Many people make the mistake of planning and structuring their tender at the same time. But it’s much easier to do these two things separately, says Robert Ashton
Many people make the mistake of planning and structuring their tender at the same time. But it’s much easier to do these two things separately.
Planning: Consider the main subject areas for the tender. If the tender document has not suggested subject headings come up with your own. Answer the following questions: What? Where? When? How? Why? Who?
Next, use each heading as a brainstorm for the relevant information. You should end up with all the points that the tender needs to include. These are not necessarily the headings you’ll use in the final tender. Their main function is to make sure you don’t leave anything out.
Now think about the structure. Only essential information should go in the main body of the tender. Be ruthless. Look again at the piece of paper you used for planning. Take out anything that is not specifically asked for in the tender document or that you have not identified as a ‘win theme’.
Relegate any information that is ‘important’ or ‘of interest’ to appendices, footnotes or to a separate chapter.
Do include diagrams and tables to break up the text, if appropriate. But remember to label them clearly and correctly (and reference them properly in the text).
Remember, you need to build a persuasive argument, rather than a series of unstructured responses.
Good arguments, like stories, have a beginning, a middle and an end. The beginning sets out where the client is now, the middle explains why they can’t stay there, and the end explains what to do next.
Position: This is your opportunity to show you understand the job. It is especially important if your tender will be read by people don’t have relationships with. So don’t leap in immediately with how great your firm is. And never start with details of only one part of the project or, worse still, your terms and conditions.
Get the balance right. Show you’ve got to grips with the main issues, but don’t endlessly regurgitate information they already know.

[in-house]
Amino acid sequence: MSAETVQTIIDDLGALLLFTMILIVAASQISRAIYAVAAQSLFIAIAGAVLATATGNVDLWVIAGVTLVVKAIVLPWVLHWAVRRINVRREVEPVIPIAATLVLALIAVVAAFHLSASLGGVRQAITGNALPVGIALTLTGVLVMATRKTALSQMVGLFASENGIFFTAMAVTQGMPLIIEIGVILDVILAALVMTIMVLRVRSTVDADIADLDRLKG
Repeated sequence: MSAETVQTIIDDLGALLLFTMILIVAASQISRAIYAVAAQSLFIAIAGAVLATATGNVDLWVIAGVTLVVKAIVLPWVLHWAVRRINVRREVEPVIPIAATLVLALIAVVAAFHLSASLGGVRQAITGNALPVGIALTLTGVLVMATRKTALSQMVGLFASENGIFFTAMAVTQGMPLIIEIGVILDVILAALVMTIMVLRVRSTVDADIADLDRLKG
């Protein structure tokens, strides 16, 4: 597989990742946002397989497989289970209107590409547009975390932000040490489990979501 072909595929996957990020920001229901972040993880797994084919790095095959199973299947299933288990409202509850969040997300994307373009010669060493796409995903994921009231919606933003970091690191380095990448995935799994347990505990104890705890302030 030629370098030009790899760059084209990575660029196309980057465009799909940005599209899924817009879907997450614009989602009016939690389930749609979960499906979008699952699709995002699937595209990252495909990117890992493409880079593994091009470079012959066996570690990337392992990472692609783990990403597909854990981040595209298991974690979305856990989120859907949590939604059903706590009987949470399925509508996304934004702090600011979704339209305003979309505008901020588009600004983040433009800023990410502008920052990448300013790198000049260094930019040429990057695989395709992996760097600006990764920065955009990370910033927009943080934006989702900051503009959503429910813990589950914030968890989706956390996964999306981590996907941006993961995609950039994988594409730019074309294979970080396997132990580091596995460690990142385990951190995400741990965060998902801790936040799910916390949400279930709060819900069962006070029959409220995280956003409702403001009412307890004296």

Problem: This convinces or reminds the client that ‘something must be done’. Focus on how your firm can match the client’s needs. Put in facts and figures to show you understand the project’s scope.
Possibilities: You will only need this section if there is more than one option for your recommendations. Make sure you include the pros and cons of the various options. For example, if there are two options for cladding – natural stone and manufactured stone – make sure you include details of costs, durability, appearance for both.
Proposal: This is where you give the details of your tender. Link the details to what your client wants to achieve. Include a clear tender breakdown that is easy to follow. Keep it relevant.
Make sure your subheadings act as signposts, guiding the client to find specific topics. Subheadings should be informative. Rather than write ‘Experience’, write ‘Experience: more than 20 similar projects completed this year’.
A word of warning: work out a system of subheadings first – and then check for consistency when the tender is finished.
When two tenders share common material, cutting and pasting text can be a useful short cut. But beware: It’s very easy to leave in the wrong client name, which could prove embarrassing.
Robert Ashton is chief executive, Emphasis – business-writing workshops and consultancy services www.writing-skills.com